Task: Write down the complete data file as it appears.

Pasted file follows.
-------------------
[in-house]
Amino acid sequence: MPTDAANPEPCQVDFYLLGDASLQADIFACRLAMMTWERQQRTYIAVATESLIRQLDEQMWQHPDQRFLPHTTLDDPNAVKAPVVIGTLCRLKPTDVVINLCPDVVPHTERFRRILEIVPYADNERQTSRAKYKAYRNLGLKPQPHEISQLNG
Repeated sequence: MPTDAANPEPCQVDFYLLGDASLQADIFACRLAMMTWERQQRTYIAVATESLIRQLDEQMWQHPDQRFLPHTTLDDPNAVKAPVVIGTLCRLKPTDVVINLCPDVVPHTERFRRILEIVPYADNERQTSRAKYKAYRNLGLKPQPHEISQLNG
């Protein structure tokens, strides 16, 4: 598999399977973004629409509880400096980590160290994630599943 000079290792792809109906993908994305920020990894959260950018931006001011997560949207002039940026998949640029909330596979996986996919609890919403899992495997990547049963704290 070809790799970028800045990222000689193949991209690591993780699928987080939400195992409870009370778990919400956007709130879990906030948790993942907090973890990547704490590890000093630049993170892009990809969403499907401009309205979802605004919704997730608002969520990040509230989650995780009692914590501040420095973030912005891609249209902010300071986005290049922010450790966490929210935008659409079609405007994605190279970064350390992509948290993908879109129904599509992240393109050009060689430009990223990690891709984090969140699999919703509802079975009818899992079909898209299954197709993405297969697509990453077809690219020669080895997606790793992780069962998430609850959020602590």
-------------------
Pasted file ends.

[in-house]
Amino acid sequence: MPTDAANPEPCQVDFYLLGDASLQADIFACRLAMMTWERQQRTYIAVATESLIRQLDEQMWQHPDQRFLPHTTLDDPNAVKAPVVIGTLCRLKPTDVVINLCPDVVPHTERFRRILEIVPYADNERQTSRAKYKAYRNLGLKPQPHEISQLNG
Repeated sequence: MPTDAANPEPCQVDFYLLGDASLQADIFACRLAMMTWERQQRTYIAVATESLIRQLDEQMWQHPDQRFLPHTTLDDPNAVKAPVVIGTLCRLKPTDVVINLCPDVVPHTERFRRILEIVPYADNERQTSRAKYKAYRNLGLKPQPHEISQLNG
């Protein structure tokens, strides 16, 4: 598999399977973004629409509880400096980590160290994630599943 000079290792792809109906993908994305920020990894959260950018931006001011997560949207002039940026998949640029909330596979996986996919609890919403899992495997990547049963704290 070809790799970028800045990222000689193949991209690591993780699928987080939400195992409870009370778990919400956007709130879990906030948790993942907090973890990547704490590890000093630049993170892009990809969403499907401009309205979802605004919704997730608002969520990040509230989650995780009692914590501040420095973030912005891609249209902010300071986005290049922010450790966490929210935008659409079609405007994605190279970064350390992509948290993908879109129904599509992240393109050009060689430009990223990690891709984090969140699999919703509802079975009818899992079909898209299954197709993405297969697509990453077809690219020669080895997606790793992780069962998430609850959020602590």